Walking out of class one day in high school, I said something horrible and teasing to the fattest kid in the class. He burst into tears and my teacher slapped me across the face, hard. I walked out of the classroom with my facing burning red-hot from the fact that I knew that I’d just been a total asshole as much as from the fact that I’d just been whaled on, hard, by our teacher–a huge big deal in our culture, where teachers were the absolutely most respected people in the community. As I walked out of the room, the kid sobbed to our teacher–not in English, the language that we’d been speaking in class all morning, but in Yiddish.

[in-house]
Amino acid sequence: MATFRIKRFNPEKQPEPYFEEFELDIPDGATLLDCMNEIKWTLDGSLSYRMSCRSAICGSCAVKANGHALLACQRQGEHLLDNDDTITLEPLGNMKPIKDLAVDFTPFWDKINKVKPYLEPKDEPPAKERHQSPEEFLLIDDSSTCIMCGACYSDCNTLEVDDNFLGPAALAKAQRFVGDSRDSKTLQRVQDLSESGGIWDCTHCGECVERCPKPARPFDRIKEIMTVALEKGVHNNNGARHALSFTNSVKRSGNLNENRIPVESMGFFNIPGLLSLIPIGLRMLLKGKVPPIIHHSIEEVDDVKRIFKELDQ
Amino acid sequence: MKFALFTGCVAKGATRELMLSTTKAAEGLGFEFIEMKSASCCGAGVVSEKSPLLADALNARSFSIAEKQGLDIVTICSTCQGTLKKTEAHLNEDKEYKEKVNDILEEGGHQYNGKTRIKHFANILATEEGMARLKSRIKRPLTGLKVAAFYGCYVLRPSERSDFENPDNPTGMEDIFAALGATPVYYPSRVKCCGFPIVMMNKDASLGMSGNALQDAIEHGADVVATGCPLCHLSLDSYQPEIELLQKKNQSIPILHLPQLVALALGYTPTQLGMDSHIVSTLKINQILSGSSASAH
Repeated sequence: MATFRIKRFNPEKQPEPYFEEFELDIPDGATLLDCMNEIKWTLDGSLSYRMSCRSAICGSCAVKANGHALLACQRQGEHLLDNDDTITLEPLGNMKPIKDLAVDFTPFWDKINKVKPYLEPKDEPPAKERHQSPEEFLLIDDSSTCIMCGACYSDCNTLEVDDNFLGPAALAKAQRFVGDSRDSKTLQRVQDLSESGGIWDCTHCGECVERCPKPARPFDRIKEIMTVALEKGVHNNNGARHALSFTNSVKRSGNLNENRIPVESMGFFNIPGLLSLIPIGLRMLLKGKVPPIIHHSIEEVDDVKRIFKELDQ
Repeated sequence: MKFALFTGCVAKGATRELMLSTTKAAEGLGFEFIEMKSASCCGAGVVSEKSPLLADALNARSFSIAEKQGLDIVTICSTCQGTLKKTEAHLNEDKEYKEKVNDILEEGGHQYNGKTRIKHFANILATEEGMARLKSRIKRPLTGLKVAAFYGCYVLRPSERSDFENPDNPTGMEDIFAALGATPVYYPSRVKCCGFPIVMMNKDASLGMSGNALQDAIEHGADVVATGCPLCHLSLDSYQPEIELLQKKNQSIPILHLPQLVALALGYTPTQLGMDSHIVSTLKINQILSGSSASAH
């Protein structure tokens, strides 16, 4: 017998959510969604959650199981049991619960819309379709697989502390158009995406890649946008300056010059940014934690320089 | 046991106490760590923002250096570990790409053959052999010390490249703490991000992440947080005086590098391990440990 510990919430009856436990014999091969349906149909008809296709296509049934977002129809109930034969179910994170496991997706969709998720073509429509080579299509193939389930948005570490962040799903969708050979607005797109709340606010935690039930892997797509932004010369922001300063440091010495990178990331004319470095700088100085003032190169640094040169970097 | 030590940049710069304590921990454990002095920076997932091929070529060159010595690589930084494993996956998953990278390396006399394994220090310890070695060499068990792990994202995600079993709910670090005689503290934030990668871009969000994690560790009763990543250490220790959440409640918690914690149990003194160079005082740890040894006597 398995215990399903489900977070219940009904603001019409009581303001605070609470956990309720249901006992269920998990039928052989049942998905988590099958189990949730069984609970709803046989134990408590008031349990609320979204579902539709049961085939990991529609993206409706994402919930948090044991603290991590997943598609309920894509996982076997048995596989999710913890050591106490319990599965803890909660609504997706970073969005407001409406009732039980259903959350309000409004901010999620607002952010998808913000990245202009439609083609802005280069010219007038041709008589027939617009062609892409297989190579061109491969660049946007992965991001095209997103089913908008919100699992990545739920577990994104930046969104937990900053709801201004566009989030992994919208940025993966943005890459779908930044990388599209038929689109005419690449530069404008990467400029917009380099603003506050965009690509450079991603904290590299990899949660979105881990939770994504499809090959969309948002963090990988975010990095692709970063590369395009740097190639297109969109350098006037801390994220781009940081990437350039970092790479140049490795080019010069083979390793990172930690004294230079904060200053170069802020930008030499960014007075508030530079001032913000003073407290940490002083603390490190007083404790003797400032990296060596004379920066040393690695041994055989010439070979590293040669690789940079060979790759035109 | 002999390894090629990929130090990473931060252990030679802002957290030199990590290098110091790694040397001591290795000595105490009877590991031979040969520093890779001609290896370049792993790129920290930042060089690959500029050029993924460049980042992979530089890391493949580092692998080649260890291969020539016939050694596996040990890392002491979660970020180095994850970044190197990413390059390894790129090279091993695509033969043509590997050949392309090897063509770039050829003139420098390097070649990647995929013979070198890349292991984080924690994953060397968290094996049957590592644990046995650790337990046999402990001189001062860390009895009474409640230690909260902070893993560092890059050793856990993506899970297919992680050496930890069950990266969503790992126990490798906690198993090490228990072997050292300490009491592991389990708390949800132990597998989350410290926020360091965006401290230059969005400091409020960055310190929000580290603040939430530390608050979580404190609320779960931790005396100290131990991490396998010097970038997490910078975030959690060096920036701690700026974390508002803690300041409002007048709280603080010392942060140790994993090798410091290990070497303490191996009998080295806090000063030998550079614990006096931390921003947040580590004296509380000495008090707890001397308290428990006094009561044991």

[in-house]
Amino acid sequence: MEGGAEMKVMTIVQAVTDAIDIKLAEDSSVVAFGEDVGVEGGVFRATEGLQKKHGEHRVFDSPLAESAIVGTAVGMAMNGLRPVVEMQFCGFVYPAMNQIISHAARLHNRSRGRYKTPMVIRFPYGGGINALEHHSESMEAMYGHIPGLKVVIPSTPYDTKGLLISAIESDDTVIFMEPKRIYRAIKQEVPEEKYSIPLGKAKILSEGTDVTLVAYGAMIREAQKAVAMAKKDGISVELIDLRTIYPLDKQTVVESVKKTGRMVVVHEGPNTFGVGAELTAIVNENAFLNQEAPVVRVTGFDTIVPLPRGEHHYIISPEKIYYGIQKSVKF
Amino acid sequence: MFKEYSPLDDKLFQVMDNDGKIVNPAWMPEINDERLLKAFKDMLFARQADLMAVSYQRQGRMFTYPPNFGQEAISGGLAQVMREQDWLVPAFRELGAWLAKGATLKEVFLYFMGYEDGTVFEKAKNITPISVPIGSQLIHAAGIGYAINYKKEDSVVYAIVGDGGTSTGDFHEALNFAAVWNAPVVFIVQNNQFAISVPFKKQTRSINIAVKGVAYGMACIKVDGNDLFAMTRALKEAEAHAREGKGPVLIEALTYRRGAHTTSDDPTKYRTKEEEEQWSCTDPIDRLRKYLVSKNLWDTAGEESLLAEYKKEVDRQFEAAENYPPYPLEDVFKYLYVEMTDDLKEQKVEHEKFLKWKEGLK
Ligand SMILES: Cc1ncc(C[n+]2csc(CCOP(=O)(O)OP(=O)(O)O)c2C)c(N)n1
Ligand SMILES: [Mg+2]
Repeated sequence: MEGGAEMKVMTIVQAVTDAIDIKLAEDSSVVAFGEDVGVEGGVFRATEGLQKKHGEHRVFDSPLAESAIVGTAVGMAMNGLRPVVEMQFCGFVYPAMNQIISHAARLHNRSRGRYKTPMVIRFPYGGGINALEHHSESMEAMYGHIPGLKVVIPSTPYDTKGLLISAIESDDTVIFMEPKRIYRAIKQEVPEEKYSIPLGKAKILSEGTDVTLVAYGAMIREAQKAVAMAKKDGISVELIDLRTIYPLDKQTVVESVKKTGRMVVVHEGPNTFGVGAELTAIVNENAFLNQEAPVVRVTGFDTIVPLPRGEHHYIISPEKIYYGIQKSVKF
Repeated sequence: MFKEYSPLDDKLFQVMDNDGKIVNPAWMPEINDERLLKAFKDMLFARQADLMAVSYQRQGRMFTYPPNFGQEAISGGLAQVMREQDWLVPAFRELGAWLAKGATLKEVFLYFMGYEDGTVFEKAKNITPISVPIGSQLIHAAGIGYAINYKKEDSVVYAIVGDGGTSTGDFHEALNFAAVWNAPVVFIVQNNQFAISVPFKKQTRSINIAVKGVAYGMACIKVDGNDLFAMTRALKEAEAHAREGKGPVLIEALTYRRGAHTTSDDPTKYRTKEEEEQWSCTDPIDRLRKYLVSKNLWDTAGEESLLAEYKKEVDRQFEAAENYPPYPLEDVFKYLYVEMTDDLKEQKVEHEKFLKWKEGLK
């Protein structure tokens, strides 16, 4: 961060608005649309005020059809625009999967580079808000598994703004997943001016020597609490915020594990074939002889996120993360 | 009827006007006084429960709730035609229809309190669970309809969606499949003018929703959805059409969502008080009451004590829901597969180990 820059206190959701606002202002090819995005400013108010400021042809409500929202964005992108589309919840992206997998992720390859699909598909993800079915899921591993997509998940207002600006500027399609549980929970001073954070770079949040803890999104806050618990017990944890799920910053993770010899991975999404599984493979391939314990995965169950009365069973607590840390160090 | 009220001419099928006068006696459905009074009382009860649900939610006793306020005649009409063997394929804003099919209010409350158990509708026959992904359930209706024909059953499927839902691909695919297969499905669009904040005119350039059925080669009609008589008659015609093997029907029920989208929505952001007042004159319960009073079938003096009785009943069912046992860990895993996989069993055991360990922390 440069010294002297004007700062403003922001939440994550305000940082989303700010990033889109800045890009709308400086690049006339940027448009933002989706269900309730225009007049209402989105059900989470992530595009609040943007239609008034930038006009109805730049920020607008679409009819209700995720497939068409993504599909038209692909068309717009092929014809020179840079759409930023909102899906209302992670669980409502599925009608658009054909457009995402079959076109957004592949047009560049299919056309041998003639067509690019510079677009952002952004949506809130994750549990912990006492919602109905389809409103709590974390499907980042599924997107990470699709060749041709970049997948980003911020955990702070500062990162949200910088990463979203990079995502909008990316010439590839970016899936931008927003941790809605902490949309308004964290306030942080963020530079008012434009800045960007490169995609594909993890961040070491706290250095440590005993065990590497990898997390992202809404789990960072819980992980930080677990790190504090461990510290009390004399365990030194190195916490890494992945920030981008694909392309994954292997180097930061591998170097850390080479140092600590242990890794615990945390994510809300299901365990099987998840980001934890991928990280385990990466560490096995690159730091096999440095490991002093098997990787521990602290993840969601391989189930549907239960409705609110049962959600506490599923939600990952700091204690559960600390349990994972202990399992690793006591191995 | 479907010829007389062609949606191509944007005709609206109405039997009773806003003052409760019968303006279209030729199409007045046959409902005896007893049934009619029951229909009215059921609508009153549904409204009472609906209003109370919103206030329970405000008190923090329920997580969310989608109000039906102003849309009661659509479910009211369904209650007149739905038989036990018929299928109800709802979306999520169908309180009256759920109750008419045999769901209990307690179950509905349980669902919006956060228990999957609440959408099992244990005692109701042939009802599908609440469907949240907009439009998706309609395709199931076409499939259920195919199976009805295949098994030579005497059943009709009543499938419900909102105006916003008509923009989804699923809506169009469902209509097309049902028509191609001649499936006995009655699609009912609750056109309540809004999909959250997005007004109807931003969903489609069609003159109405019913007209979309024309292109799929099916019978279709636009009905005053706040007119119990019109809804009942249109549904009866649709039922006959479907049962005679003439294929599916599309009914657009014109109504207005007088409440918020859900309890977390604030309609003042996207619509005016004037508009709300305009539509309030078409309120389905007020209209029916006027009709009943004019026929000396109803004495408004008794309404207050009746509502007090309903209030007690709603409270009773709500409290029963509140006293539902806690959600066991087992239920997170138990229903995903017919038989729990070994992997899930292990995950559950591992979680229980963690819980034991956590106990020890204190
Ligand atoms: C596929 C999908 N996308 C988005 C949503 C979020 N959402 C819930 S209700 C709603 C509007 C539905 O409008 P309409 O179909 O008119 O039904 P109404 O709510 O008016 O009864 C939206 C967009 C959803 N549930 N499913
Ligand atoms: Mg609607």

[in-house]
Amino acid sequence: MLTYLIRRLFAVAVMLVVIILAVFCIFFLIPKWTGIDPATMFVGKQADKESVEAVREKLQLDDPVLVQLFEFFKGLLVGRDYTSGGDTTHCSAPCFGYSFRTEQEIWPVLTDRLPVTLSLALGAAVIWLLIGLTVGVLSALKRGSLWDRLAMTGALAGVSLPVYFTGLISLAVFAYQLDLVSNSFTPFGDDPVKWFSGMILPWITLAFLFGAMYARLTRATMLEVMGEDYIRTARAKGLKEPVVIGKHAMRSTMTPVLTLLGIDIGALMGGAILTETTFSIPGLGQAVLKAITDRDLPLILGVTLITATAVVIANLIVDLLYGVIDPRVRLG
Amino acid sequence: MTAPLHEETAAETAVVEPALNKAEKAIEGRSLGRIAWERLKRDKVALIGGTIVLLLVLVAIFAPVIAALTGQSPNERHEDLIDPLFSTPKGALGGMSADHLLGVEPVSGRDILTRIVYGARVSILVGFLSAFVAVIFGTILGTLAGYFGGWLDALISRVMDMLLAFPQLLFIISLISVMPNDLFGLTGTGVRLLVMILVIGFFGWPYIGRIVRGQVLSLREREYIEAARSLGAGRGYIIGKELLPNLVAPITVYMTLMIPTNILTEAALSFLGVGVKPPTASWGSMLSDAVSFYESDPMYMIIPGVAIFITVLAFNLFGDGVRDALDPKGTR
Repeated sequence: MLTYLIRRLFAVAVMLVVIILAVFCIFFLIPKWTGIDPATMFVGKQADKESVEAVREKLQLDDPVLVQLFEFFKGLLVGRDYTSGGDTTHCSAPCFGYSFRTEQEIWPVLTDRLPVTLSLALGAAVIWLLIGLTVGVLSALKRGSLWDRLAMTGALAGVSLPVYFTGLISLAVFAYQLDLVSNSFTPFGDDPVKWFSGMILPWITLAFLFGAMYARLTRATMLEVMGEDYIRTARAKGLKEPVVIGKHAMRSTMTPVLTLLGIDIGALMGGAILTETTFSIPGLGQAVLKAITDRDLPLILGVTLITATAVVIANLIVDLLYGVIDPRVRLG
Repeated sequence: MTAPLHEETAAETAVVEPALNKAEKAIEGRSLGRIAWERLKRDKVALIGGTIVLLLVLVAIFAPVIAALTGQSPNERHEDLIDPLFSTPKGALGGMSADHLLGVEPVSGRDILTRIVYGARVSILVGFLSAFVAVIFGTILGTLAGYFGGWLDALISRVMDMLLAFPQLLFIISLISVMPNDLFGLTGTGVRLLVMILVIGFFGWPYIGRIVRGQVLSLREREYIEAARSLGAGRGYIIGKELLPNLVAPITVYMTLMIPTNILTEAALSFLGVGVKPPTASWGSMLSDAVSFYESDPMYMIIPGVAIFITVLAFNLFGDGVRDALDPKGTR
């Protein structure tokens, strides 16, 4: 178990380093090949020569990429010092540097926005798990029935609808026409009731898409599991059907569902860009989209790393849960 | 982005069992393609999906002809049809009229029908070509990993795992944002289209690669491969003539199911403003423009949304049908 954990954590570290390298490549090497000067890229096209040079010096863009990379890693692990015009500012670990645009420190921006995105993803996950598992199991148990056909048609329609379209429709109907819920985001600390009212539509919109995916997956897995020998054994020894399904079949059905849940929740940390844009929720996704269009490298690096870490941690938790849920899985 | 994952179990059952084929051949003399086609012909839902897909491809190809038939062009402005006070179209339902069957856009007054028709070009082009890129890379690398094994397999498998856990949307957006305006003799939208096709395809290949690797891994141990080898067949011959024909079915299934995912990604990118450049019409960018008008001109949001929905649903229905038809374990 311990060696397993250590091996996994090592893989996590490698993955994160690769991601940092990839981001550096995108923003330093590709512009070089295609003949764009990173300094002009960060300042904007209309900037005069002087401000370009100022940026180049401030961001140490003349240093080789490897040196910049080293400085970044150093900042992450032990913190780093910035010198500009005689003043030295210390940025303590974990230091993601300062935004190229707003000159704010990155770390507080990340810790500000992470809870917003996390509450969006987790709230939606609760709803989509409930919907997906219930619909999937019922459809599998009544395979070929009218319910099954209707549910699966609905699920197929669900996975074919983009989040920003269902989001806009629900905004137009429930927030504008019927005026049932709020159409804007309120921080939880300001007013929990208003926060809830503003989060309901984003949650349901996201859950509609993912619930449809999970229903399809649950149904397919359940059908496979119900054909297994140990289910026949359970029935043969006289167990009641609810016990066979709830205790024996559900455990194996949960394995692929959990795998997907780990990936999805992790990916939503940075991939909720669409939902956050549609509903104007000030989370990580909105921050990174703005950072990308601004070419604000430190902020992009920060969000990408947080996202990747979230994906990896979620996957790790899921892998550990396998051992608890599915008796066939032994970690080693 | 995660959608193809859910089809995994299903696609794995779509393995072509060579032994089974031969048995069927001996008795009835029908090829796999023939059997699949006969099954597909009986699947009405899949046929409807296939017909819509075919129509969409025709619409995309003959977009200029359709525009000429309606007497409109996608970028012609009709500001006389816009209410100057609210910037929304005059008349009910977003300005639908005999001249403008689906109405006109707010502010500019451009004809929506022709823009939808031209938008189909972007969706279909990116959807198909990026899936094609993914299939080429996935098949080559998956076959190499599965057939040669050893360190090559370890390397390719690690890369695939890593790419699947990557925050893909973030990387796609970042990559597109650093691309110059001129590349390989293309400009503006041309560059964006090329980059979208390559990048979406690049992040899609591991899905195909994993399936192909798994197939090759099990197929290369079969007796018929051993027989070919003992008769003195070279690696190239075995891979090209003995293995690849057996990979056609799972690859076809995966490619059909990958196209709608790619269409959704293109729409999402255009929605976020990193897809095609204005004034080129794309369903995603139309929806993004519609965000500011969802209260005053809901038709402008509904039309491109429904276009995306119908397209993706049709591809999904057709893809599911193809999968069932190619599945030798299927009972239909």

Bilinguals have two native languages. They don’t have to translate from one to the other–they’re both just there, like English is for me. In a truly bilingual community, people aren’t necessarily conscious of which language they’re speaking at any particular moment. Which language they’re speaking isn’t random, though–in a truly bilingual community, language choice and language switching–linguists call it code-switching–are highly rule-governed behaviors. And, those rules of code-switching are just like almost every single “rule” that you know about your native language(s)–speakers are not consciously aware of them, and typically can’t figure out what they are even if they try. (Can you explain how you know when to use the word the? Do you understand why the word anything is negative? Can you explain why sometimes you have to switch a preposition to the beginning of the sentence along with its verb when you ask a question, and why sometimes you absolutely can’t switch the preposition to the beginning of the sentence along with the verb when you ask a question?) In our high school, for the many people who were bilingual in English and Yiddish (I wasn’t one of them), English was for intellectual inquiry, while Yiddish was for emotional things. Perhaps not in the sense of meaning in linguistic semantics, but in the broader sense of meaning in semiotics, the fact that the kid switched to Yiddish meant something.